Canada’s pledge to stop funding fossil fuel development doesn’t go far enough, environmentalists say

OTTAWA – Canada’s promise to stop funding fossil fuel projects abroad doesn’t go far enough because it could still allow the government to support oil and gas production in other countries, environmentalists say.

Canada is one of 24 countries that has so far signed a joint pledge at the ongoing climate summit in Scotland to end “new direct support” for the fossil fuel sector outside its borders by the end of 2022. The pledge was applauded by climate activists who have lobbied governments to stop using public dollars to support the production of heavy oil, gas and coal, energy sources that have fueled the climate crisis that is now gripping the world.

But some environmentalists say the declaration has shortcomings, including that it only commits signatories to cut support for fossil fuel production “incessantly.” That word represents a “loophole” that could allow public dollars to continue to flow into projects that offset emissions through carbon capture and storage technology, said Julia Levin, the organization’s senior manager of climate and energy programs. Environmental Defense.

Many environmentalists are wary of carbon sequestration for oil and gas production because they argue that it would allow continued extraction from high-emitting energy sources, even as leading scientists warn that deep and rapid reductions in annual emissions are needed to restrict energy. global warming to less damage. levels.

“We don’t want this to be a loophole for large amounts of money to go into carbon sequestration projects that we know are bogus solutions that will keep us dependent on oil and gas,” Levin said.

The statement does not define what “without ceasing” means. An Environment Canada spokesman told the Star by email on Tuesday that the government is working on its own definition, but noted that a similar international initiative to phase out coal-fired power used the term “incessantly” to refer to plants. They don’t have mechanisms to capture or store emissions.

The spokesperson also said that the government still does not know how much money will be cut for the fulfillment of this promise.

Catherine Abreu, founder and CEO of the nonprofit Destination Zero, said the statement has the potential to be “a game changer” because it shows that Canada and other wealthy countries like Germany, the United Kingdom and the United States are starting to take action. divert the flow of public dollars from the fossil fuel sector.

At the same time, however, he agreed that the use of the term “incessantly” in the pledge leaves room for Canada and other countries to continue funding foreign fossil fuel projects that use technologies such as carbon capture. This, he said, would be like “moving from one problem to another,” since the government could continue to use public money to support the extraction of fossil fuels in other countries that would generate emissions that warm the planet when they finally burn.

TO report published last month by groups such as the United Nations Environment Program, for example, concluded that the fossil fuel production expected by governments in the coming years would cause global warming this century to exceed an increase of 1, 5 C, the target of the 2015 Paris Agreement to which Canada is a signatory.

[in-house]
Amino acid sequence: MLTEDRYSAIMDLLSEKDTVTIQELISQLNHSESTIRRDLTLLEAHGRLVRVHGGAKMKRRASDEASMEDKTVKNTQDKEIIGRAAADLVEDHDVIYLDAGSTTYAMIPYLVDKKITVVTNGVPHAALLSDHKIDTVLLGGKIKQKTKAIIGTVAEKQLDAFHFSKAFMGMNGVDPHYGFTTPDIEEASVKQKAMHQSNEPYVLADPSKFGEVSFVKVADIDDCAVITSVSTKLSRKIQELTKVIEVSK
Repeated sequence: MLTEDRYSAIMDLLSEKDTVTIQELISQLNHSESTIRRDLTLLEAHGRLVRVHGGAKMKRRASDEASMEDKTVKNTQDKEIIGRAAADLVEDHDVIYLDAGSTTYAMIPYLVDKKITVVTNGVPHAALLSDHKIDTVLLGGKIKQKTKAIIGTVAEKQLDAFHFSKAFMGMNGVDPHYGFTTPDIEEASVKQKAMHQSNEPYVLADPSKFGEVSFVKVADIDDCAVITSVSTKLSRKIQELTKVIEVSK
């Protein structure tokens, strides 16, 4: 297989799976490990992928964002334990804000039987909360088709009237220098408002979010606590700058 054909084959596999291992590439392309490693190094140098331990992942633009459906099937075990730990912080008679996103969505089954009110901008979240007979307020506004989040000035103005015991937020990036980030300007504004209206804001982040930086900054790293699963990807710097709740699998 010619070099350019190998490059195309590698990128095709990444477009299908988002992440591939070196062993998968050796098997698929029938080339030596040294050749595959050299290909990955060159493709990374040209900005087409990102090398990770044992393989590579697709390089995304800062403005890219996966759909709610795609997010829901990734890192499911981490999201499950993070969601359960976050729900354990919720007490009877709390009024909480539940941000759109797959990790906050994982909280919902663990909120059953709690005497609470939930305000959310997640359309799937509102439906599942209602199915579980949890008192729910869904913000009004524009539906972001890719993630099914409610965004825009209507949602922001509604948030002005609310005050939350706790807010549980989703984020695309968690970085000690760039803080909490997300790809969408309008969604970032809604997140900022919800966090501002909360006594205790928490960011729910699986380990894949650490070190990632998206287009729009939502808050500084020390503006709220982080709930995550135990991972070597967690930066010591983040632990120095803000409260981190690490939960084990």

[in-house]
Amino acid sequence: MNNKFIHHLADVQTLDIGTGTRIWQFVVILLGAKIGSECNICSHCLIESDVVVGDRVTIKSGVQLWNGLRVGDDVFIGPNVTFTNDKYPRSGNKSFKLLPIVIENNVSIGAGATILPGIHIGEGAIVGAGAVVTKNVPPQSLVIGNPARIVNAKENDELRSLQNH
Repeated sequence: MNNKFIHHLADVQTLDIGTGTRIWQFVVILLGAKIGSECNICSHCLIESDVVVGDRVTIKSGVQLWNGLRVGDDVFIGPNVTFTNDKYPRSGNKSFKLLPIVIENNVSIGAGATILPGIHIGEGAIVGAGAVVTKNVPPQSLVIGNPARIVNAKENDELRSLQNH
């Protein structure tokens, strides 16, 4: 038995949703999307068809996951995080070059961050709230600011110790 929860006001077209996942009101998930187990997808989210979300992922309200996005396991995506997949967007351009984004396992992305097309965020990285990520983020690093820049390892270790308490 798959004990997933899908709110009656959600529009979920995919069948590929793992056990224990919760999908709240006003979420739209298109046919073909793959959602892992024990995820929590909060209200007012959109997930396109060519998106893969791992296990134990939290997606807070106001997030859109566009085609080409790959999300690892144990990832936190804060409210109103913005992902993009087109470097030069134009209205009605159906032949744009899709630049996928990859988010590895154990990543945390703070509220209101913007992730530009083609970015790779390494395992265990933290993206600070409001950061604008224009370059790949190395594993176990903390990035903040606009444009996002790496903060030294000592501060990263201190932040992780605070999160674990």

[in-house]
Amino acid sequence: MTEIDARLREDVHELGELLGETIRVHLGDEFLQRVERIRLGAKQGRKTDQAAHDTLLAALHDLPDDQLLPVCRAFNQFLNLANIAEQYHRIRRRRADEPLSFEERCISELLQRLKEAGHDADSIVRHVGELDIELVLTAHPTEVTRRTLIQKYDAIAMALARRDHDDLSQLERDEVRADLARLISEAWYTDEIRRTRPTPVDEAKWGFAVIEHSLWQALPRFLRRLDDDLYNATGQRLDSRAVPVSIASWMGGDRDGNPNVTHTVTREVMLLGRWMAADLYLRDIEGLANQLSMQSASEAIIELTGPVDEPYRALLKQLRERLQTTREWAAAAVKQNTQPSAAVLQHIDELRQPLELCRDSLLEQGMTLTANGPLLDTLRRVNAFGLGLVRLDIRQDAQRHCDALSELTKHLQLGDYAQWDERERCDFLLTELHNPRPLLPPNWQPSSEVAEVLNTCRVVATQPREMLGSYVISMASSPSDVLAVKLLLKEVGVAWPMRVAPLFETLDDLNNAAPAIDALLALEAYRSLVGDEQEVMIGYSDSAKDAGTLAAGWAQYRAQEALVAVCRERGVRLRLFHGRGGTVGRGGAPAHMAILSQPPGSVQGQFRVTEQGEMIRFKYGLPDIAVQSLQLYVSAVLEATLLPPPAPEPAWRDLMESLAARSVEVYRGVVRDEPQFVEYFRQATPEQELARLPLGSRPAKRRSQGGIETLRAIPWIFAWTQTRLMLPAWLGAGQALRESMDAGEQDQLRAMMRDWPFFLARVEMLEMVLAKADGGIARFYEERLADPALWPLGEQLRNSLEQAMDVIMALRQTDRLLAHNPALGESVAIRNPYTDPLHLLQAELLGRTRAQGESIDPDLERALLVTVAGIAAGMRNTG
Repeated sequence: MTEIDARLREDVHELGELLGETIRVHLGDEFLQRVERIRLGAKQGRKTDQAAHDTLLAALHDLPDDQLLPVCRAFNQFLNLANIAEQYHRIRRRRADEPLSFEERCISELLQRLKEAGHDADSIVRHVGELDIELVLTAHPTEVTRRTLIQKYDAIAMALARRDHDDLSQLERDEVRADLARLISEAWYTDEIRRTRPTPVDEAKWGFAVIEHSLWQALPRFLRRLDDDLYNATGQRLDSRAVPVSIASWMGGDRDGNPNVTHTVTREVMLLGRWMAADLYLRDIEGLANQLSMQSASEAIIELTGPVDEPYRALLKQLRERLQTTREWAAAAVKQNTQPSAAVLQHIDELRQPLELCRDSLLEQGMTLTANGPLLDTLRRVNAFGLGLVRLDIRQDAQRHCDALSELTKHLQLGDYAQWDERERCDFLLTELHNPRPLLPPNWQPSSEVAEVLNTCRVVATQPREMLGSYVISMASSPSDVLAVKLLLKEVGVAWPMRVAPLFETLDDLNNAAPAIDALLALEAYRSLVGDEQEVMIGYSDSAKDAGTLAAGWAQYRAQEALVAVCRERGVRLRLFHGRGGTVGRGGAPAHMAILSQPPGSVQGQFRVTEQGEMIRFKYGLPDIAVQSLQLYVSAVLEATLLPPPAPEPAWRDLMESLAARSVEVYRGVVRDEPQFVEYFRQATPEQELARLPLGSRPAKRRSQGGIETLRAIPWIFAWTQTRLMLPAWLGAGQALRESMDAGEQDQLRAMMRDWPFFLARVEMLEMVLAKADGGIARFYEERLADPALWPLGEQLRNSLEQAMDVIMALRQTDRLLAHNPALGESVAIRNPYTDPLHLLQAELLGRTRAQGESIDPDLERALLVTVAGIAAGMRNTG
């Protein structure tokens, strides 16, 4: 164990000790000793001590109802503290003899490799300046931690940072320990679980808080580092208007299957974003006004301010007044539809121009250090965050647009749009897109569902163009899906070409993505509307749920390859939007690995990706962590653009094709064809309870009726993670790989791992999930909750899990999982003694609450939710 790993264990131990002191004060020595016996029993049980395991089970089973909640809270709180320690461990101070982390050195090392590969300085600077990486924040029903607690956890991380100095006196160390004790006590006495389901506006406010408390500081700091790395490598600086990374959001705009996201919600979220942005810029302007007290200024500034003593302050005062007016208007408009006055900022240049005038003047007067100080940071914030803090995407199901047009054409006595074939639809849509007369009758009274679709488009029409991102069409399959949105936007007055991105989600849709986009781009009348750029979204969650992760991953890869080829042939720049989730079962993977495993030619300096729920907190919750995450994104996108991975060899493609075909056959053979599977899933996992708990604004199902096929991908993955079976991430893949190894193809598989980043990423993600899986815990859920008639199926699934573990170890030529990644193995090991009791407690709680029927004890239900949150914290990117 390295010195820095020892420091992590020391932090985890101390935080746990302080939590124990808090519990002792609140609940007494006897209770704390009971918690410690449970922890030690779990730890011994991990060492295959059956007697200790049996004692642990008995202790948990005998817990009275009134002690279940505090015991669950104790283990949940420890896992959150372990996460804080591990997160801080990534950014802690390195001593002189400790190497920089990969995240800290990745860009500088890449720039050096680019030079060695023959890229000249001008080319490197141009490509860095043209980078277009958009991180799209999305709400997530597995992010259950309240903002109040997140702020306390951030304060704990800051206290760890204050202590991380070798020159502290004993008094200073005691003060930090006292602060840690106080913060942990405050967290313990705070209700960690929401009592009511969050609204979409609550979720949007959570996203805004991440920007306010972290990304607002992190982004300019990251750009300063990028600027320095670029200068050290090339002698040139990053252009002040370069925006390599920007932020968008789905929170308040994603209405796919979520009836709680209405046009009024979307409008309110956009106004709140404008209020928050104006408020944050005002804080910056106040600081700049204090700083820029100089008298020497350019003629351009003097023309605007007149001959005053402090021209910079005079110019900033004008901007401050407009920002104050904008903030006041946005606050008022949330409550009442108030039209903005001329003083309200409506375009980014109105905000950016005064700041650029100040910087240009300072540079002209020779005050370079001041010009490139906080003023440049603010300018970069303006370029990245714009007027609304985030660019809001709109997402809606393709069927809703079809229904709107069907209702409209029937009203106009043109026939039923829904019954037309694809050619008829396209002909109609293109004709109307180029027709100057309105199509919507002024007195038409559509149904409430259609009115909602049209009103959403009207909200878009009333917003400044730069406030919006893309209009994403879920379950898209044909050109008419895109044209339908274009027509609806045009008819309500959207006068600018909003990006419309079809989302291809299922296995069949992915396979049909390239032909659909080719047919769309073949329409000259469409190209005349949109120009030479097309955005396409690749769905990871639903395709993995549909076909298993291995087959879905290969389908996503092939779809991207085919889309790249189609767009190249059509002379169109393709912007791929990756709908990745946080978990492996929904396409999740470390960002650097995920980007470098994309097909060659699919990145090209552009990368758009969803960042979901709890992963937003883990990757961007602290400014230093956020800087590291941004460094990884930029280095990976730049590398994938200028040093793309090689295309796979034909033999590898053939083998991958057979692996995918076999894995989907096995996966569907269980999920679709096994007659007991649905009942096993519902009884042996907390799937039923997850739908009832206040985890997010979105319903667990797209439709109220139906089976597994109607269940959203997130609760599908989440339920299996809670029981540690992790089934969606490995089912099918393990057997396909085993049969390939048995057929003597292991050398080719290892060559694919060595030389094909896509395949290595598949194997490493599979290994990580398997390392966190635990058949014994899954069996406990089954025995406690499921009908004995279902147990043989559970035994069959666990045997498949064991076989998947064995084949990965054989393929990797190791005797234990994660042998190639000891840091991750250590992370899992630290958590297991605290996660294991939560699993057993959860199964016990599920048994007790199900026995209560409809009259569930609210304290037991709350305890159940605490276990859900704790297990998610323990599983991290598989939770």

Another problem with the declaration is that it is restricted to foreign fossil fuel projects, while most of the billions of dollars in Canadian financing for oil and gas goes to domestic production, Abreu said. Export Development Canada (EDC), for example, provided $ 8.1 billion in support to the oil and gas sector last year. About $ 800 million of that was direct financing to international fossil fuel companies and projects, the agency confirmed by email Tuesday.

“Countries are still missing a big piece of the puzzle,” Abreu said.

Canadian public financing of fossil fuels was a political issue in this summer’s federal elections, when the New Democratic Party attacked the Liberals for failing to eliminate subsidies for fossil fuel companies during their time in government. Ahead of this month’s COP, a report by a group called Oil Change International concluded that G20 countries provided more than twice as much public money for fossil fuel projects as renewable energy from 2018 to 2020, and Canada provided more funding to companies. oil and gas companies than any other. other country in the report.

Most of that financing was through EDC, which is mandated to provide credit and commercial support to companies seeking to grow in the international market. But the EDC says it is reducing its annual funding for oil and gas companies, which dropped from $ 12.5 billion in 2018 to $ 8.1 billion last year. Figures provided by the agency show that it provided $ 62 billion to the oil and gas sector from 2015 to 2020.

In a statement last week, the agency said it supports the government’s decision to sign the declaration and would stop “new direct” financing for international fossil fuel companies and their production. Yet at the same time, the agency said it will “continue to support” Canadian companies working to help reduce emissions from foreign fossil fuel companies.

Environment Minister Steven Guilbeault told the Star last month that the government would work out a timeline to eliminate funding from Crown corporations like EDC, an agency that has provided $ 62 billion in support of companies in the United States. oil and gas since 2015. The government has also committed to eliminating all “inefficient” subsidies for oil and gas production by 2023.


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